It has been suggested that this Drust was not a supernumerary, but indeed the main character in a lost saga, and that in the Tochmarc Emere, Drust is no more than a prop to the main story, if not simply an anachronism. In any case, it is interesting to see that a Drust (Drostán or the Drystan of the Welsh) is placed at the centre of adventures so remarkably similar to those of the Tristan story: the tribute, the fight with the monster, the healing of the wound, the scene in the bath, the identification of the victor, the reward and the refusal to accept it, the departure and the return of the chosen one, the sucking of the wound (primitive form of incest or love potion?), then the marriage to another woman.
Considering the limited extent of our knowledge, it is difficult to follow the gradual growth of the Tristan legend. One theory is that an Irish monk has woven incidents of classical mythology into a narrative made up of a sequence of lais (laíd or loíd) or poems which in the old Irish sagas set off the lyrical passages against the litany of the actual narration. These same sagas also inform us about the close, and lasting links between our earthly human world and the Other World, and the frequent interchanges taking place between the two: Gods and Fairies mingling with the crowds at seasonal Festivals, whereas Humans, sometimes victims of aitheda or under the spell of some charm or other (geis), depart for the Magic Islands of the Other World, only to be reached at the end of long voyages (imrama) or journeys underground as in the case of the subterranean kingdom of the Tuatha de Danann, elves who formerly lived in the Ireland of old, jealously guarding the traditions of ancient and obscure civilisations.
Whatever the exact age of the story of Tristan, one has to accept it in the first place as a collection of myths; myths of birds, for instance, who transform into women. This is a theme found in certain versions of the legend of the Grail story (the one of Esclarmonda among others), even if it does not occur explicitly in Beroul's Tristran where, however, King Arthur and his Knights enter the lists and also - even if the Members of the Flat Earth Society in London have not yet recanted - where'... la Table Ronde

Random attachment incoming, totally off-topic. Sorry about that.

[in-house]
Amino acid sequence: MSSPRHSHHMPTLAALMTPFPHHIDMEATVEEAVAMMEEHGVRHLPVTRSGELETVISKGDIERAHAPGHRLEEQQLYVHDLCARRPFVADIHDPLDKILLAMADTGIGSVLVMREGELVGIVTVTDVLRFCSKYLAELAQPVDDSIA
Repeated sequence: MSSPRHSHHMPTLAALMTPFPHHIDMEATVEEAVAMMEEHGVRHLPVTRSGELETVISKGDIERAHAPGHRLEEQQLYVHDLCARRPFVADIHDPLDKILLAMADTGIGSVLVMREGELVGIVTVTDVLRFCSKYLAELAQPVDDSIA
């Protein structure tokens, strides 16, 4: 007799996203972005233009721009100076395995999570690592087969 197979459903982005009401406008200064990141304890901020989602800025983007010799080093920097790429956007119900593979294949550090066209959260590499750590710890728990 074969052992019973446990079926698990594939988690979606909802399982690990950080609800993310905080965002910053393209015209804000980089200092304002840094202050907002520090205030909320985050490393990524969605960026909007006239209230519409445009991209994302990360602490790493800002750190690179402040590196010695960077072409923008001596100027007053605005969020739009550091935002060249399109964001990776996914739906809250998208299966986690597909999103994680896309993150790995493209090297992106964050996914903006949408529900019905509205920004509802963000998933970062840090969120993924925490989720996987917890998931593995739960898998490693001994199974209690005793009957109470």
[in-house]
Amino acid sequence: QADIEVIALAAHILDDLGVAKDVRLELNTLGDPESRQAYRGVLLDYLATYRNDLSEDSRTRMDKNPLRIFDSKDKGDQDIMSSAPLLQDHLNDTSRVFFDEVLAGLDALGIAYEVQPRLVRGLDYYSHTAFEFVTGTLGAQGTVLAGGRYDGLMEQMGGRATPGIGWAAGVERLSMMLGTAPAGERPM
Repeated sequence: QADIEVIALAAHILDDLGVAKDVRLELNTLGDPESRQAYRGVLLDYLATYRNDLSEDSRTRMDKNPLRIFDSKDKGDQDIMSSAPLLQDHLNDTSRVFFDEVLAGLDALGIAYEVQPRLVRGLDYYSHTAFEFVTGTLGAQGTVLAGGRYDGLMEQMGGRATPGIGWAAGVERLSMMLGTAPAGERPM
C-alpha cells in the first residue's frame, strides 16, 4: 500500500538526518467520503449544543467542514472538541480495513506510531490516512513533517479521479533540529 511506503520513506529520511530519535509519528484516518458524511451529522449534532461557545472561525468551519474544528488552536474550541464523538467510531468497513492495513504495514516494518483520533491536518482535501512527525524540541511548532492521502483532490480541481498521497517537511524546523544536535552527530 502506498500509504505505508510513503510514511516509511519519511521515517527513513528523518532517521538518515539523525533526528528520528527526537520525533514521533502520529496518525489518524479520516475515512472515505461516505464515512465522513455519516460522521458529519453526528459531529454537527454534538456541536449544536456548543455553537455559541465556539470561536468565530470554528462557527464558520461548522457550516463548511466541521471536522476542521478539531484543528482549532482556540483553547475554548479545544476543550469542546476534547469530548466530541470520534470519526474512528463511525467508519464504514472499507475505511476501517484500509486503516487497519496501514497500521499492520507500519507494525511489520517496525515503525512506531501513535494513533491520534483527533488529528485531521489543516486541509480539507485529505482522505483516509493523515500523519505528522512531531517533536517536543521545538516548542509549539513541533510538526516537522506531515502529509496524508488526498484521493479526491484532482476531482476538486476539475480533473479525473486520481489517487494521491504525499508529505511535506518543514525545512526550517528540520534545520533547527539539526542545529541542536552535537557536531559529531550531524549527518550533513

... tornoie comme le Monde' (... the Round Table ... turns like the world).
It is therefore surprising to see the theme of the bird-woman eliminated in this context, perhaps because of its fairytale character, in a story in which even dragons enjoy such a vitality that no one would be surprised to meet them off the beaten track, as could happen to any visitor on the island of Komodo. Other original centre-pieces are probably the incident with the bird that drops the strand of golden hair onto Marc's sleeve and Isolt's arrival in Brittany when she rushes to the dying Tristan. She is so beautiful that the people, at the sight of her beauty, think that the Queen can be no one other than a sîde, in other words one of those ladies from the Other World, who according to the Celtic legend come this side in order to charm and seduce men; different from other women, they are sometimes betrayed by their floating blond hair and their mysterious as well as enchanting voices.